Now to the final point; in the pre-paid case, Sri Lanka costs for low, medium and high user packages were 15 to 20 percent higher than Pakistan in USD terms using market exchange rates. For instance low users spent USD 3.83 in Sri Lanka vs. USD 3.34 in Pakistan. For medium users and high users it was USD 8.12 vs. USD 9.41 and USD 16.92 vs. USD 20.46 respectively. So the PPP conversion magnified the difference to an increase of 26 to 33 percent. But in the post paid case, the differences were very small. While Sri Lanka was 3 percent more expensive than Pakistan, in the medium and high user packages, Sri Lanka was in fact marginally cheaper by about 5 percent. Now, when this is converted to PPP adjusted USD to reflect the general consumption pattern on the two countries, the small difference in price [Sri Lanka lower by 5 percent] turns in to a small increase of 5 percent. This is to be expected because of the difference in the multipliers [3.5 for Sri Lanka and 3.16 for Pakistan].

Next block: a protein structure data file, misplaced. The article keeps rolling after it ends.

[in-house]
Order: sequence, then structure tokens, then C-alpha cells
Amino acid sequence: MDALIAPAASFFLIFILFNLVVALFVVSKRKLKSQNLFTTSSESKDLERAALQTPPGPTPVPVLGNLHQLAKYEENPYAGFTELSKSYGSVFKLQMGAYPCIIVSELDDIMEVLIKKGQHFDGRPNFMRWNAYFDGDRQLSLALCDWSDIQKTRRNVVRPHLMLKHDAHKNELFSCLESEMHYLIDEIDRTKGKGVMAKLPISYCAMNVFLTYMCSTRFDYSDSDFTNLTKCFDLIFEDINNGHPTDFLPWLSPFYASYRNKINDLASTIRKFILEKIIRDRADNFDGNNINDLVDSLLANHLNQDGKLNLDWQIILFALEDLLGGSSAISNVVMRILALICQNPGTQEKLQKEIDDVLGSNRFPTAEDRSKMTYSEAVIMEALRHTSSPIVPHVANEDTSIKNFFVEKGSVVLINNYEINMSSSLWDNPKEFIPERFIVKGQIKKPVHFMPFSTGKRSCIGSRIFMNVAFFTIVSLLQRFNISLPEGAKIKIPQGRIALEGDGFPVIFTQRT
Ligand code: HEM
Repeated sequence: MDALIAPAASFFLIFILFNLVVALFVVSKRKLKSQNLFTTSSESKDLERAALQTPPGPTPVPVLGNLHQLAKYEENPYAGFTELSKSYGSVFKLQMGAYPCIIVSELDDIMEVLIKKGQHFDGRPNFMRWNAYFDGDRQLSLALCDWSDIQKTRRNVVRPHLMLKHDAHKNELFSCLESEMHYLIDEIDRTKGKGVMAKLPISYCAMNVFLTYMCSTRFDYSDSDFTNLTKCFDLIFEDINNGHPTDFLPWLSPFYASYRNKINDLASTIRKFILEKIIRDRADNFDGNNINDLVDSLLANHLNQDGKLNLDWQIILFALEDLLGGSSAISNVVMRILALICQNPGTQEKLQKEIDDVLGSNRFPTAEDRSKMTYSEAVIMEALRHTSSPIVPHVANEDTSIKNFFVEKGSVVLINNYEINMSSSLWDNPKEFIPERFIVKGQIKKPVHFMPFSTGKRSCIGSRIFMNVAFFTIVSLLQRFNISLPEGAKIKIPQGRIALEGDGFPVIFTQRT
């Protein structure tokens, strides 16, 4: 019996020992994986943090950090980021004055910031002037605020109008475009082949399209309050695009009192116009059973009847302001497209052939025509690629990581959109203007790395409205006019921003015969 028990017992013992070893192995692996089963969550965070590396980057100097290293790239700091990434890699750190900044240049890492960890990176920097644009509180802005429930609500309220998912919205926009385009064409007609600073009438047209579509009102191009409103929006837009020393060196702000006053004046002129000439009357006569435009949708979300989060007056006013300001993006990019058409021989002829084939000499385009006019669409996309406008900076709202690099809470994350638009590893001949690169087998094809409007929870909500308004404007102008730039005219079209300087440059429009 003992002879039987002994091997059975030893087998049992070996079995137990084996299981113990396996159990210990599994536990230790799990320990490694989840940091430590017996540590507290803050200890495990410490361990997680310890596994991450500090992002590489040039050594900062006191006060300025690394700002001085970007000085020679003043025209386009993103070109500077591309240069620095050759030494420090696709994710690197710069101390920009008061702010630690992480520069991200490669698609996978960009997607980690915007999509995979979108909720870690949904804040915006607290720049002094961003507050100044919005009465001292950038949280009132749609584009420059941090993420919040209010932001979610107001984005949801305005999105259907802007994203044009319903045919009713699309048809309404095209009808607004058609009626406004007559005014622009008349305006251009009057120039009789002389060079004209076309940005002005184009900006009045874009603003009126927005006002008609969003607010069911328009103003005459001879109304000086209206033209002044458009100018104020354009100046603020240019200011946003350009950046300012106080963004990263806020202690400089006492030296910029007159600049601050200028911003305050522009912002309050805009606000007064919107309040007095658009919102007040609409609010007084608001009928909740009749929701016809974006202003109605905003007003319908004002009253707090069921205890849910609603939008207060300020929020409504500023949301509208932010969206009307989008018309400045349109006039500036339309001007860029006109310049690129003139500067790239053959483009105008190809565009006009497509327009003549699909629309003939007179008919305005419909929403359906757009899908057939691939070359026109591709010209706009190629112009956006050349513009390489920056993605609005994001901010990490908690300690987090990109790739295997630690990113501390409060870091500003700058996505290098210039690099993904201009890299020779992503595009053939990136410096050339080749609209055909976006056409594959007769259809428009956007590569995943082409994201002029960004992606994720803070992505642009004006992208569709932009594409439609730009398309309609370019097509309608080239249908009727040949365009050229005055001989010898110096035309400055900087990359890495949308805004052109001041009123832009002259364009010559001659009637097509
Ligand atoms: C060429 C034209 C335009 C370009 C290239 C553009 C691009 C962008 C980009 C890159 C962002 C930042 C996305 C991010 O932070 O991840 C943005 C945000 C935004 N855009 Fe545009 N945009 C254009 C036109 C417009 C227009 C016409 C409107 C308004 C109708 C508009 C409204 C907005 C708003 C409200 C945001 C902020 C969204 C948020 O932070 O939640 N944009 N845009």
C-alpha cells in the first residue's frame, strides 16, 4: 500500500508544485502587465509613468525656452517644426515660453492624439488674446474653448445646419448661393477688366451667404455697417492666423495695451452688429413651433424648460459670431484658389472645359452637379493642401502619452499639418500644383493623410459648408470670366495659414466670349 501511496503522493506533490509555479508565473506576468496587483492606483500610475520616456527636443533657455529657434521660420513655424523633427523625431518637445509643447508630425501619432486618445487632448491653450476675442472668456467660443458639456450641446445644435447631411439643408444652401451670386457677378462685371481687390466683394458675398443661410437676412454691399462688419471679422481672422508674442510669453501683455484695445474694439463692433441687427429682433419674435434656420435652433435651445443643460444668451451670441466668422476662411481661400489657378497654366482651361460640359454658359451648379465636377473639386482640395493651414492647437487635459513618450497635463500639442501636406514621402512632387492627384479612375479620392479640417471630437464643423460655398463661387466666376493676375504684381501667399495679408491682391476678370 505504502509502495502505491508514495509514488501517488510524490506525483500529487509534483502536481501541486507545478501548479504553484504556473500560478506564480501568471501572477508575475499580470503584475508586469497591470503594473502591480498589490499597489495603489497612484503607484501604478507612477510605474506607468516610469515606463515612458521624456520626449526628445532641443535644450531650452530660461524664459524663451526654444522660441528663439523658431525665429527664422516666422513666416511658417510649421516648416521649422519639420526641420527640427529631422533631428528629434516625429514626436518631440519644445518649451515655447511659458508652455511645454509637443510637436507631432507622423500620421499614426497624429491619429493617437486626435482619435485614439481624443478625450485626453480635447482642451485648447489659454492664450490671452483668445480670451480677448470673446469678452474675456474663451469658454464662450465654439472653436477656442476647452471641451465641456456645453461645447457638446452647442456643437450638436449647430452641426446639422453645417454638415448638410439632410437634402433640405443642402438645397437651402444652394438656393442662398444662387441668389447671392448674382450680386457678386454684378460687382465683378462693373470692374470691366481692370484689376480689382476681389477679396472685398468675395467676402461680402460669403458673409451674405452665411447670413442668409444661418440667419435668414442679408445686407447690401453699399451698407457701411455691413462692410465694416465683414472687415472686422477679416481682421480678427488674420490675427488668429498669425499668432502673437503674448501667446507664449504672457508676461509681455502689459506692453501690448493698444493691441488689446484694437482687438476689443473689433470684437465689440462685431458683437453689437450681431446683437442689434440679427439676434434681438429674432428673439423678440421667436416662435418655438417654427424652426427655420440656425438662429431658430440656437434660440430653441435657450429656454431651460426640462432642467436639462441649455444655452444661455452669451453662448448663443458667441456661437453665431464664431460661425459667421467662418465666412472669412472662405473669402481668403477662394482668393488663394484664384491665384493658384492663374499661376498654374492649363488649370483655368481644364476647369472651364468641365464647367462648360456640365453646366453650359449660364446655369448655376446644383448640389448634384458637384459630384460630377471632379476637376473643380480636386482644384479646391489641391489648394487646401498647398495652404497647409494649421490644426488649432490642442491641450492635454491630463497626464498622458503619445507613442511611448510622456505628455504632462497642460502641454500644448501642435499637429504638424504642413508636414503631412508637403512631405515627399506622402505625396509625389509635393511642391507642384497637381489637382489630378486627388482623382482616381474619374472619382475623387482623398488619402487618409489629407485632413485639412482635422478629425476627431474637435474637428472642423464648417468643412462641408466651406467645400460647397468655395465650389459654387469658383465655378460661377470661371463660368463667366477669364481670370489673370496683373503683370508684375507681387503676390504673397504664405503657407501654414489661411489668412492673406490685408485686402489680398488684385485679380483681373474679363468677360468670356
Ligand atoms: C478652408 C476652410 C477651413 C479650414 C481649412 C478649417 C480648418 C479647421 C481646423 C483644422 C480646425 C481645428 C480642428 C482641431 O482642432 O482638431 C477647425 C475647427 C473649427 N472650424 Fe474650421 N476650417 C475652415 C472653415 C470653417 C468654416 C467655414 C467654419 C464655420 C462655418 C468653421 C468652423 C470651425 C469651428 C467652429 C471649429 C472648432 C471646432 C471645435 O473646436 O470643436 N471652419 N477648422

In fact this scenario is more pronounced in the case of Sri Lanka and India, where India’s conversion ratio between nominal exchange rates and PPP adjusted exchange rates is higher [around 4] than for Sri Lanka [around 3.5]. Here while Sri Lanka cost is higher in market exchange rates for all user segments by around 2 to 11 percent, they are cheaper in terms of PPP adjusted rates by around 3 to 10 percent.
I find this information from a blog site today.
SimPhony Targets 70% of Sri Lankan Population
At present Sri Lanka has around 7.9 million mobile phone subscribers which is only a 30% of the total population. A major reason for this less mobile phone usage is the average cost of mobile phone is not feasible enough for a low income earners. As a solution SimPhony, a BOI approved joint venture between Cellnets Solutions (CNS) in Israel and CallONE Networks in Sri Lanka is planning to provide a much cheaper solution for mobile communication.
The idea behind SimPhony is simple, but very useful and convenient for those who are specially in rural areas where there is no enough GSM or CDMA connectivity. According to the company a plenty of public phones will be made available in the near future which can be used for SimPhony system. Customers will issue a subscribe identification module (SIM) which has it’s own phone number along with some additional value added services(VAS) such as CLI and missed call alert. Customers will be able to use this sim card for making calls or even receiving calls from others.